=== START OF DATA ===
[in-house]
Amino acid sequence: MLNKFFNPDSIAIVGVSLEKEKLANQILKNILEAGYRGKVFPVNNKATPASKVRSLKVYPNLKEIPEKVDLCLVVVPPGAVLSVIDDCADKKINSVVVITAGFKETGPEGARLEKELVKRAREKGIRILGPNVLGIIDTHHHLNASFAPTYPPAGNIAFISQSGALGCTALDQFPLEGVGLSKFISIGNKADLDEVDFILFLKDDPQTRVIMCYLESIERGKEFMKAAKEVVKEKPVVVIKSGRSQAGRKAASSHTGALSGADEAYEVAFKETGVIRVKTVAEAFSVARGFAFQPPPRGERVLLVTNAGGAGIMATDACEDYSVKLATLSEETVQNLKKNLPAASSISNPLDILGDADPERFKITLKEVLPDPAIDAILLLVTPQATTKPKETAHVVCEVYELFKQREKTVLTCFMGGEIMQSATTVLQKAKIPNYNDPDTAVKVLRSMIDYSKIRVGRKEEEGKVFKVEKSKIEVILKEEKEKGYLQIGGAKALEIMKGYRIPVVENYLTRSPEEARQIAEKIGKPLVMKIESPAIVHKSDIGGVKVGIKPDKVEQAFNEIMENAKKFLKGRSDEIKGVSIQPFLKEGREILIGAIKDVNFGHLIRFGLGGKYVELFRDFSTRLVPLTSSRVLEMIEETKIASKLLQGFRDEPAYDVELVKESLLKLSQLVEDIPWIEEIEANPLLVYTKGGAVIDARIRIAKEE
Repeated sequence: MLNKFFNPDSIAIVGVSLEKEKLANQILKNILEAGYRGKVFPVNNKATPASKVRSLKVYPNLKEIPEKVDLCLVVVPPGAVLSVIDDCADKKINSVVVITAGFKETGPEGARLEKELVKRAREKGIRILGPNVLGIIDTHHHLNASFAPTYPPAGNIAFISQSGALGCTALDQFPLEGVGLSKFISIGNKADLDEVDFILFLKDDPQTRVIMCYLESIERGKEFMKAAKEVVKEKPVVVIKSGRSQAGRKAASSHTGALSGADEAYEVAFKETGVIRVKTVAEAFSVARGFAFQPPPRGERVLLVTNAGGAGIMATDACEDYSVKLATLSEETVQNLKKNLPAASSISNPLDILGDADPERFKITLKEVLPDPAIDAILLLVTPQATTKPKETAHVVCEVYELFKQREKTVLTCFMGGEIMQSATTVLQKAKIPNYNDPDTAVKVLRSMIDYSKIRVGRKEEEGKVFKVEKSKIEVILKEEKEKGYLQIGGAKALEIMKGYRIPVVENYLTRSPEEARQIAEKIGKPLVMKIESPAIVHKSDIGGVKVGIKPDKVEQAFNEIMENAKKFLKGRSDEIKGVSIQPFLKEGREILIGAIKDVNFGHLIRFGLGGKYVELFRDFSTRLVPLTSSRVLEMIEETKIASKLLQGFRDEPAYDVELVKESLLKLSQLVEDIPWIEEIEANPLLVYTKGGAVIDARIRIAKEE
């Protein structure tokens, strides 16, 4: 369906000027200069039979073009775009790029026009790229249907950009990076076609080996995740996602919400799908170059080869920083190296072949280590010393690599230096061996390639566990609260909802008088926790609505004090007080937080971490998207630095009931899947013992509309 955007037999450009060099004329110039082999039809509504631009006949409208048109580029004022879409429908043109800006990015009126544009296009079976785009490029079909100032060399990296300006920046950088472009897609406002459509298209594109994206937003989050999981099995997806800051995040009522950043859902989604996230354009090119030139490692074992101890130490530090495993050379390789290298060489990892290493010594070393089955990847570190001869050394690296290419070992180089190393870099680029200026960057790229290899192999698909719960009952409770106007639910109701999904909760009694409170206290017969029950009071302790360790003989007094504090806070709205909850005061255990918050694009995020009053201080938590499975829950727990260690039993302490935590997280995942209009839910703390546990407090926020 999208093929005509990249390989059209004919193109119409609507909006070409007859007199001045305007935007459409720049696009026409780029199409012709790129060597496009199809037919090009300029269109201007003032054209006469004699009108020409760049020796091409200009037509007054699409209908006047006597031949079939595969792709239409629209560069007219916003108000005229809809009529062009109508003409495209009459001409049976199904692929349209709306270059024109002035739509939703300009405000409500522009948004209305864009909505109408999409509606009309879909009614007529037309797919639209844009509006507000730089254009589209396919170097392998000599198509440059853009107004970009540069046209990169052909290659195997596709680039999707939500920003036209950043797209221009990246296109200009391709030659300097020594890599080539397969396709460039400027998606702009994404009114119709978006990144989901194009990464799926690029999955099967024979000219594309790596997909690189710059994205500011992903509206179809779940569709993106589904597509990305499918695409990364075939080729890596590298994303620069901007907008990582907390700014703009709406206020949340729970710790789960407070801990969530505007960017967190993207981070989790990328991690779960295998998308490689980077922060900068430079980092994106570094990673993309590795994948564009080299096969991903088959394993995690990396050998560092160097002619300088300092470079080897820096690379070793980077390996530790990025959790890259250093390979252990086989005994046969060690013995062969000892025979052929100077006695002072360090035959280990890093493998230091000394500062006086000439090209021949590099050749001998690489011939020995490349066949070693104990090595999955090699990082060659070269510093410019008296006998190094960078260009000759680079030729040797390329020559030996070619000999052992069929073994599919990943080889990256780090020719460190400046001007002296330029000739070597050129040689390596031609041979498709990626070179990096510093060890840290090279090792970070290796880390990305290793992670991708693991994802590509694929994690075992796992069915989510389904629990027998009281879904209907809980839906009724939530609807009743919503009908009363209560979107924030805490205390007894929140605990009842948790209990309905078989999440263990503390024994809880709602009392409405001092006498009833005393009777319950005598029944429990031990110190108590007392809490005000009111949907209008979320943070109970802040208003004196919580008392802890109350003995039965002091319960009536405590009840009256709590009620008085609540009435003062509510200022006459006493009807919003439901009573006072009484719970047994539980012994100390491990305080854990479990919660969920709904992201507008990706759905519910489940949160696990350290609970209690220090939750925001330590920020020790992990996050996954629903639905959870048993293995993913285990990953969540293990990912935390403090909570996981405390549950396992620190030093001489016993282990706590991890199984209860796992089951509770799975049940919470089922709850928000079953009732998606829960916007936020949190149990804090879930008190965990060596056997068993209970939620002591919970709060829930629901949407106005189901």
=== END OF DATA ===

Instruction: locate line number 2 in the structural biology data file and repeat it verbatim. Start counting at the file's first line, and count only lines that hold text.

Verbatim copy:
Amino acid sequence: MLNKFFNPDSIAIVGVSLEKEKLANQILKNILEAGYRGKVFPVNNKATPASKVRSLKVYPNLKEIPEKVDLCLVVVPPGAVLSVIDDCADKKINSVVVITAGFKETGPEGARLEKELVKRAREKGIRILGPNVLGIIDTHHHLNASFAPTYPPAGNIAFISQSGALGCTALDQFPLEGVGLSKFISIGNKADLDEVDFILFLKDDPQTRVIMCYLESIERGKEFMKAAKEVVKEKPVVVIKSGRSQAGRKAASSHTGALSGADEAYEVAFKETGVIRVKTVAEAFSVARGFAFQPPPRGERVLLVTNAGGAGIMATDACEDYSVKLATLSEETVQNLKKNLPAASSISNPLDILGDADPERFKITLKEVLPDPAIDAILLLVTPQATTKPKETAHVVCEVYELFKQREKTVLTCFMGGEIMQSATTVLQKAKIPNYNDPDTAVKVLRSMIDYSKIRVGRKEEEGKVFKVEKSKIEVILKEEKEKGYLQIGGAKALEIMKGYRIPVVENYLTRSPEEARQIAEKIGKPLVMKIESPAIVHKSDIGGVKVGIKPDKVEQAFNEIMENAKKFLKGRSDEIKGVSIQPFLKEGREILIGAIKDVNFGHLIRFGLGGKYVELFRDFSTRLVPLTSSRVLEMIEETKIASKLLQGFRDEPAYDVELVKESLLKLSQLVEDIPWIEEIEANPLLVYTKGGAVIDARIRIAKEE